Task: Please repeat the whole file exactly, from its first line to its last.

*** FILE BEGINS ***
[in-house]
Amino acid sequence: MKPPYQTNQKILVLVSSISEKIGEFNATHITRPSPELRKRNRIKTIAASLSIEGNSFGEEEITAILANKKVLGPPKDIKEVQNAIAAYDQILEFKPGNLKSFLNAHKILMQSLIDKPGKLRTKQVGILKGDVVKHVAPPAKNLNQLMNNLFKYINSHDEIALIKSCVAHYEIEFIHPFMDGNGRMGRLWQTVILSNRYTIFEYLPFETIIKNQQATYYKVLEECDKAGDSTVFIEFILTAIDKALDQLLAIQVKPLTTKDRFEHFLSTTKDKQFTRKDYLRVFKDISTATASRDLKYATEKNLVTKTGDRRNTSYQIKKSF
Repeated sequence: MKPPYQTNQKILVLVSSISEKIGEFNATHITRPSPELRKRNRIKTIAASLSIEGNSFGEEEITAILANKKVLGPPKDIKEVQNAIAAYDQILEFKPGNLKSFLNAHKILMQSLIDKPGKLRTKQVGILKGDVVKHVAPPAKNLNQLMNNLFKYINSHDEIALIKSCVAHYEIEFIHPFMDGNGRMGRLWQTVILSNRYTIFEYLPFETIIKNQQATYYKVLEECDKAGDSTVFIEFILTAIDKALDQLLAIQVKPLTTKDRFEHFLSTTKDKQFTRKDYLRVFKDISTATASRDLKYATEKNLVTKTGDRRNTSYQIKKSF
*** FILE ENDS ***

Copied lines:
[in-house]
Amino acid sequence: MKPPYQTNQKILVLVSSISEKIGEFNATHITRPSPELRKRNRIKTIAASLSIEGNSFGEEEITAILANKKVLGPPKDIKEVQNAIAAYDQILEFKPGNLKSFLNAHKILMQSLIDKPGKLRTKQVGILKGDVVKHVAPPAKNLNQLMNNLFKYINSHDEIALIKSCVAHYEIEFIHPFMDGNGRMGRLWQTVILSNRYTIFEYLPFETIIKNQQATYYKVLEECDKAGDSTVFIEFILTAIDKALDQLLAIQVKPLTTKDRFEHFLSTTKDKQFTRKDYLRVFKDISTATASRDLKYATEKNLVTKTGDRRNTSYQIKKSF
Repeated sequence: MKPPYQTNQKILVLVSSISEKIGEFNATHITRPSPELRKRNRIKTIAASLSIEGNSFGEEEITAILANKKVLGPPKDIKEVQNAIAAYDQILEFKPGNLKSFLNAHKILMQSLIDKPGKLRTKQVGILKGDVVKHVAPPAKNLNQLMNNLFKYINSHDEIALIKSCVAHYEIEFIHPFMDGNGRMGRLWQTVILSNRYTIFEYLPFETIIKNQQATYYKVLEECDKAGDSTVFIEFILTAIDKALDQLLAIQVKPLTTKDRFEHFLSTTKDKQFTRKDYLRVFKDISTATASRDLKYATEKNLVTKTGDRRNTSYQIKKSF